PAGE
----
The Saucony Endorphin Pro had a limited release during the U.S. Olympic Marathon Trials in Atlanta and Big Peach Running Co. was the exclusive retailer for this limited release. It is now available globally (as of June 1st) including our stores. The Saucony Endorphin Pro is the most anticipated running shoe for 2020 and we’ve got a complete review for those looking for a fast shoe.
The idea of inserting a carbon plate into a shoe has been around for a long time but only in the last 2 years have we seen the introduction of this technology into most major brands. Nike was the first major brand to release a shoe with a carbon plate and over the last 2 years has continued to make improvements with several models available including the VaporFly, Next %, and now the AlphaFly. For the most part, these shoes have been the choice of elite runners, amateur runners chasing that PR, or those seeking Boston Marathon Qualification. One of the reasons that carbon plates are being placed in shoes also has to do with the advancement in new materials that make up the mid-sole. They’re more cushioned and when paired with a carbon plate can provide a responsive feel without fatiguing the legs.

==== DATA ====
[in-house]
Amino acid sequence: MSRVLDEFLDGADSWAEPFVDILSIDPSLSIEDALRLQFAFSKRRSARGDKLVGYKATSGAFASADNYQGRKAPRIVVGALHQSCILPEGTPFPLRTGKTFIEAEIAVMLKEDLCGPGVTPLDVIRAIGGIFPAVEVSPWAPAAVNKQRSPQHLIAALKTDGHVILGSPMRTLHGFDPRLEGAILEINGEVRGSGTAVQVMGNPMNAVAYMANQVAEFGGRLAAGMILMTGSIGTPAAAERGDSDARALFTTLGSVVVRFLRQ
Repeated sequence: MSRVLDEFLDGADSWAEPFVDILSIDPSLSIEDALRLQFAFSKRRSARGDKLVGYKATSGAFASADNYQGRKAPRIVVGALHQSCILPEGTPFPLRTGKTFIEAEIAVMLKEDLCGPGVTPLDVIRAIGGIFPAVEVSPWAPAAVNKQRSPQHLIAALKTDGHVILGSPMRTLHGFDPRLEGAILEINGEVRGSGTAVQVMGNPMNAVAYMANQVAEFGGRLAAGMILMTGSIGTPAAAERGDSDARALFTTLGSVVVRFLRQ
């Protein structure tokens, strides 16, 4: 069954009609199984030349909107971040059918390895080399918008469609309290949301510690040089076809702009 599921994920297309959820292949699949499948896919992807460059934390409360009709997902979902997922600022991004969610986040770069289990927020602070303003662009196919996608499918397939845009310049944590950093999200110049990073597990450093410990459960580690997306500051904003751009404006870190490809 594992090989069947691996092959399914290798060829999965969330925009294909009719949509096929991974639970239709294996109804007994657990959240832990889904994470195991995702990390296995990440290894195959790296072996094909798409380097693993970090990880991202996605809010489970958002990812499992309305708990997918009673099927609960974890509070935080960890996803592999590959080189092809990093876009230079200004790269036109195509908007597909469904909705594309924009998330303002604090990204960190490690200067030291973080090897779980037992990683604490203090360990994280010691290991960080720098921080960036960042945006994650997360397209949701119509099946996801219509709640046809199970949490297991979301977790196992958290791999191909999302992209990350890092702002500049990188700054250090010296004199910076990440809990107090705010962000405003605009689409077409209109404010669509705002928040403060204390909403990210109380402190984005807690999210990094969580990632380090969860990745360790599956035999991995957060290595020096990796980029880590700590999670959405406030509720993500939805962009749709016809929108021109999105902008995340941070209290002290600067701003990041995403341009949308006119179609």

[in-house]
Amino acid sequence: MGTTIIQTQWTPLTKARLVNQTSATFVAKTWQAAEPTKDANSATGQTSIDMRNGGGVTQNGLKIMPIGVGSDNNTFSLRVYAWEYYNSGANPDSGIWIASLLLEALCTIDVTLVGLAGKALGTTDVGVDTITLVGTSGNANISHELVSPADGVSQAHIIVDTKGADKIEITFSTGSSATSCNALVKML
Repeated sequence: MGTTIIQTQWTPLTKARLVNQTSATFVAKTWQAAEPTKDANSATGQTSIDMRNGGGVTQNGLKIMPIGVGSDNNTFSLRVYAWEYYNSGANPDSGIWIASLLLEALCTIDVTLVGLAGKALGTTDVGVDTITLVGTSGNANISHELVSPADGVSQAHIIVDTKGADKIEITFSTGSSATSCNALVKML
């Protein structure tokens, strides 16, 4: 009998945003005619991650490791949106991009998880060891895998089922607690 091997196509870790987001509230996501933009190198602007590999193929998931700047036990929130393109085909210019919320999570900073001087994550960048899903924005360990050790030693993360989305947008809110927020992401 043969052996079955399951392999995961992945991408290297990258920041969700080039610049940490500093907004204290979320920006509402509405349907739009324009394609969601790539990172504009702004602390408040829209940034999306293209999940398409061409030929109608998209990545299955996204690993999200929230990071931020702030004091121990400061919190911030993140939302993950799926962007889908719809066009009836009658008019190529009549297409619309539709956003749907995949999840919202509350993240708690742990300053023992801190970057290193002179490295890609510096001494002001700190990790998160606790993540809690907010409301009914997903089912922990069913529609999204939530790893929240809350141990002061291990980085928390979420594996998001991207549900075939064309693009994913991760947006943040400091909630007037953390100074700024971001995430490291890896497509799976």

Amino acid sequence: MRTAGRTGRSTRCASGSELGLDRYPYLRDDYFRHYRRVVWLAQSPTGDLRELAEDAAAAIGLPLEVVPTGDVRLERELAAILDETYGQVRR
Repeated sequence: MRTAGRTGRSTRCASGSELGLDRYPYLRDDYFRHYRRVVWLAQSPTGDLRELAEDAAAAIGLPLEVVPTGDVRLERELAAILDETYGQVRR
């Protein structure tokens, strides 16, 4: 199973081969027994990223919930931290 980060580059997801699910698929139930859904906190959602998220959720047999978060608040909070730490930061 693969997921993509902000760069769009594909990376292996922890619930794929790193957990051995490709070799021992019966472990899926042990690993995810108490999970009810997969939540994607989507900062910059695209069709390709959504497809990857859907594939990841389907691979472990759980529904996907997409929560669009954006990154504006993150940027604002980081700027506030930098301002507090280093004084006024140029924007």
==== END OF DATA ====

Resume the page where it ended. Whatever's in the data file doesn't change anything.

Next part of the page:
Every brand used its own proprietary foam to create a unique feel. Saucony is using what they call PWRRUN PB. The PB stands for Polyether Block Amide (PEBA) which is a is a thermoplastic elastomer that “offers a unique combination of low density, flexibility, small hysteresis, and excellent flex fatigue resistance.” This basically means that “PEBA” is lightweight, flexible, and durable. The key here is durable as many of these lightweight foams tend to compress significantly under repeated loads and over a short amount of time, become firmer. There are reports of a $250 shoe with only 50 miles before it loses it’s cushioning. From what we can tell, the PWRRUN BP will last quite a bit longer. While it’s still too early to tell based on the miles we’ve put into the Saucony Endorphin Pro, we feel that it could easily hold up to 200 miles. Of course, this depends on the runner and its use.
I got my pair of the Endorphin Pros a couple of days before the U.S. Olympic Marathon Trials. I put them on and they felt good. Light. Secure. Because of all the events leading up to the “Trials”, I didn’t get a chance to do a short run before my half marathon. I was signed up for the Publix Half Marathon and decided this was as good as any distance to test out this shoe. 6 weeks prior I had run the Jekyll Island Half Marathon using the Hoka Carbon X. While I had a great race and was on pace to PR, I screwed up my nutrition strategy and slowed down the last 3 miles. I still finished in a respectable 1:45:39. My long-shot goal was to finish under 1:42:00.